Seven teams ure entered from as
many schools, and competition should
be close. Mountain View won the title
last year and will be represented by a
full team today. Napa high has a team
entered, and the boys are said to be a
likely looking set.
Sydney A. Tibbetts, secretary of the
league, has full charge of the race and
will be-assisted by a competent set of
The second annual race of the Oak
land Y. M. C. A. around Lake Merritt
will be held at 10 o'clock this morning.
There are 10 more entries this year j
than last and great enthusiasm has
fatten shown. The men will run three
miles around the lake for prizes in
time and place, consisting of two cups,
two gold and two bronze]
medals. The awards will lx" , made in
the pymnacium during the afternoon.
Lee BertilJion will act as starter.
That some good records will be made
this year is the belief of C. F. Martin,
physical director at the Oakland Y. M-
C. A. Last year the best time was
made by R. Howden, who covered the
distance in 16 minutes 14 seconds.
Two officers of the Oakland police
department will compete. They are!
Patrolmen J. J. O Connell and J. H. I
Keel. The full entry list follows:
K. Swope H. R. Ryland
C. Cftee H. P. Smith
A. F. Carltoa S. H. Adair
R. Whatley W. F. Newton
George J. Plate
Q, R. Wright U. Zi"2l<r
P. W. Colemao J. J. O'Crmnelt
H. 3. Bftatty H. ('. Bollvllle
R. Howden W. H. Op]o
O. Hagedorn W. V. Totee
McAutey A. W, Kweuson
0. Galtber C. B. Ilutchisou .
Charles MoUnari G. Preston
F. J. Stark L. 1.. LUtienn
r>. Breerty O. A. Karmatm
H. Courtln W. Booth
1. Jobnsoo K. .7. SebaOr
J Reading B. J. Carroll
K. G. Lawsou ;B. I". Kopf
J. H. Joebius H. navis
K. Huik« H. Nielsen
E. Soper ■. W. Uavie
J. Hprnlc V. E. Bron v
A. O'Kane J. Valentine
D. Jackeon •!• A. Miban
K. Warner 8. I. Smith
J. 11. Keel ! H. Kohrbacb
J. C. Bradbury [Gordon Georffe
J. Hutchison G. Wurttimaa
M. Temple ML DatU
Bertram Carter iJ. Daiil
Ckotte Glad to Be With
Comiskey's Team
"When I was sent to Chicago by Bos
ton it seemed as though a weight had
been lifted from my shoulders. I had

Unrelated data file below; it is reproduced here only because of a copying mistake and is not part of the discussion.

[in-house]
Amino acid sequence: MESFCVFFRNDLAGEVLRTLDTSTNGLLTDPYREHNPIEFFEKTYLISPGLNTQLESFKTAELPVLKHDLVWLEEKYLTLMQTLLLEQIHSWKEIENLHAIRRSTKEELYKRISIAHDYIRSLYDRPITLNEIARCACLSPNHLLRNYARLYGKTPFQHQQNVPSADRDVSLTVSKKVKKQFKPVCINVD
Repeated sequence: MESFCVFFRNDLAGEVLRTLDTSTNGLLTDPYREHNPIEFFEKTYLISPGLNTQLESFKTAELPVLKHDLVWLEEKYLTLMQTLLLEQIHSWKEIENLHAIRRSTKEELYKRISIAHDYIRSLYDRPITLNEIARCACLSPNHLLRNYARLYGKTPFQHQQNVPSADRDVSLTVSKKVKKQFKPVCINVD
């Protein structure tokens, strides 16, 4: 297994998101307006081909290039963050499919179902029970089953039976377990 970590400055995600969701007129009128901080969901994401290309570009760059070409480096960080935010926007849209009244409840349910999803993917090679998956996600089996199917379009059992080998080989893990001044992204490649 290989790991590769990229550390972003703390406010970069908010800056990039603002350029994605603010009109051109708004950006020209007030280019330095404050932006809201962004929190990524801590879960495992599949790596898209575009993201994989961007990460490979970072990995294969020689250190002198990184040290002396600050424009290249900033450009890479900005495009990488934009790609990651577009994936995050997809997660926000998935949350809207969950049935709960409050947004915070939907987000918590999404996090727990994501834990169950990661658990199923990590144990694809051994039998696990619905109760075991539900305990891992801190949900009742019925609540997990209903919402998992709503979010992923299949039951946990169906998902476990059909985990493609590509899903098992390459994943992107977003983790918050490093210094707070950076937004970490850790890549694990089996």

always wanted to be a member of the
White Sox, and I am as certain of
pitching winning ball for Callahan in
1913 as I am of eating my dinner to
night," declared Eddie Cicotte, the
former Red Sox twirler.
"I was in Boston five years, and
there wasn't a single season In which
I was given a fair chance. Prior to
1912 the team manager was such in
name only. John I. Taylor, club owner,
was the real 'man behind, , and Taylor's
pettishness disrupted the club.
"At times when I was pitching
Taylor would send word from his
private box: "Take that fellow out.'
I The Barbarians are in Sacramento
! today and will line up this afternoon
' against the Sacramento Athletic club
1 and the Sacramento Valley All-Stars.
j The Barbs arrived in the capital city
; via the water route this morning.
The first task sot the visitors will
! bfi a struggle with the Sacramento
I Athletic club eleven. This Is not con
! sidered a very strong club, so the Barbs
j will send their Bay Counties league
! eleven Into the game. This team will
be composed of the following players:
Leed, Buckingham, Ross, Thorn, Lynch,
Bartlett, Phillips. Lopez, Phinnister,
Gibson and Norton.
This match will commence at 1
o'clock and at Its conclusion the reg
ular California league team of the
Barbarians will take the field against
the Sacramento All-Stars. The Barbs
will line up as follows:
Browne, Davis, McCaskie, Bartlett,
McC'allum, Lees, Hudson, Brlce, Tim
mis, Stringer and Scott.
In addition to those players the fol
lowing reserves will be on hand:
Pomeroy. Griffiths, Tyler, Woolaues,
Merriman and Pickering.
Tomorrow the Barbarians will visit
Stockton and tacke another all-star
Those in the party besides the play
ers are Edgar Pomeroy, Alfred Wolff,
Thru Service
Kansas City
St. Louis
And intermediate points. Connections made in Union
Stations with trains for Eastern points
Let v* you plan en trip,
1226 Broadway, Oakland
811 X St., Sacramento
691 Market St., San Francisco
a] Are You Looking [a
The Call Has the Livest Auto Columns
in Its Classified Section
William Craven, K. K. Mulr and Wil
liam Pickering. Jimmy Lemon, the
noted Scotch plpor, will entertain the
voyagers with selections on the pipes.
Final Intercollegiate Game
(Special Olspatirh to Tte Cell)
21.—The tlnal game of the intercollegi
ate soccer series with Stanford will bo
played tomorrow afternoon on the Cali
fornia campus at 2:30 o'clock. If tb«
game results in a tie the possession <>f
the Williamson trophy will probably
have to be decided by the flip of a coin.
California Is represented by an unusu
ally strong team. More than DO mm
have been practicing since last teria
and all are in excellent condition.
Maloney Announces Personnel
(SpecUl Dispatch to The Cam"
Coach Maloney announced today the
personnel of the cardinal soccer team
as follows:
W. P. Butcher, eroal; T* S. King, P. A.
Steinliart, fullbacks; W. B. Blodgett.
C. L. Wyant, X 11. Price, halves; S. F.
Pelias, A. W. Hlgyins. B. B. Erb. A. L.
Erb, F. 8. Pratt, forwards; J. P. Cot
trell, A. J. Vail, XV. S. Burns. I. M.
Akahoshl. substitutes.
James Wardlow will referee the con